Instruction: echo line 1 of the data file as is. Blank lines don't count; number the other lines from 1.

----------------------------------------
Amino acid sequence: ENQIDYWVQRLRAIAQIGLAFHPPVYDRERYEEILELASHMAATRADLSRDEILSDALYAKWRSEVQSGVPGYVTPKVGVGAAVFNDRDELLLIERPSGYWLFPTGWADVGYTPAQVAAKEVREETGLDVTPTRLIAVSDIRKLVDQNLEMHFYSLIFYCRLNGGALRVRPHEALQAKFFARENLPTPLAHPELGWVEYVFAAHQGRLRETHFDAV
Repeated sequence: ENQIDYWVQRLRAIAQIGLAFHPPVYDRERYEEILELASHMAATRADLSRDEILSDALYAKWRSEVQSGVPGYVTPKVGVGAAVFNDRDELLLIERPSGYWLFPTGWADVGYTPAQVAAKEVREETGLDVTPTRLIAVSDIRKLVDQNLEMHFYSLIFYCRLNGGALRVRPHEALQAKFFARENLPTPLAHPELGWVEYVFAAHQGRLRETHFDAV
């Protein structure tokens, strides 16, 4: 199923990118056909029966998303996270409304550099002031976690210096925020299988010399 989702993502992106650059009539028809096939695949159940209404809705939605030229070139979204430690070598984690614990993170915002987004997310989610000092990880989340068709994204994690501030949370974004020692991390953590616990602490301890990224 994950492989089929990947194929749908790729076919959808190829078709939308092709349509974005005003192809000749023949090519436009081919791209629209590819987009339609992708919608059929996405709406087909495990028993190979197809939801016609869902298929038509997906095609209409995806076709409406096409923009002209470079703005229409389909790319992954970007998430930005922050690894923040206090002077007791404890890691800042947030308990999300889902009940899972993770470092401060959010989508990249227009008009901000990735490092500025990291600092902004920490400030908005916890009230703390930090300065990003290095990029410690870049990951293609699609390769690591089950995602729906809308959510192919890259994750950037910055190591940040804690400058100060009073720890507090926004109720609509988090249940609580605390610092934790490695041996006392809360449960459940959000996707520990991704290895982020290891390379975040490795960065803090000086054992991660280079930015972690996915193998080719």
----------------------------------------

Amino acid sequence: ENQIDYWVQRLRAIAQIGLAFHPPVYDRERYEEILELASHMAATRADLSRDEILSDALYAKWRSEVQSGVPGYVTPKVGVGAAVFNDRDELLLIERPSGYWLFPTGWADVGYTPAQVAAKEVREETGLDVTPTRLIAVSDIRKLVDQNLEMHFYSLIFYCRLNGGALRVRPHEALQAKFFARENLPTPLAHPELGWVEYVFAAHQGRLRETHFDAV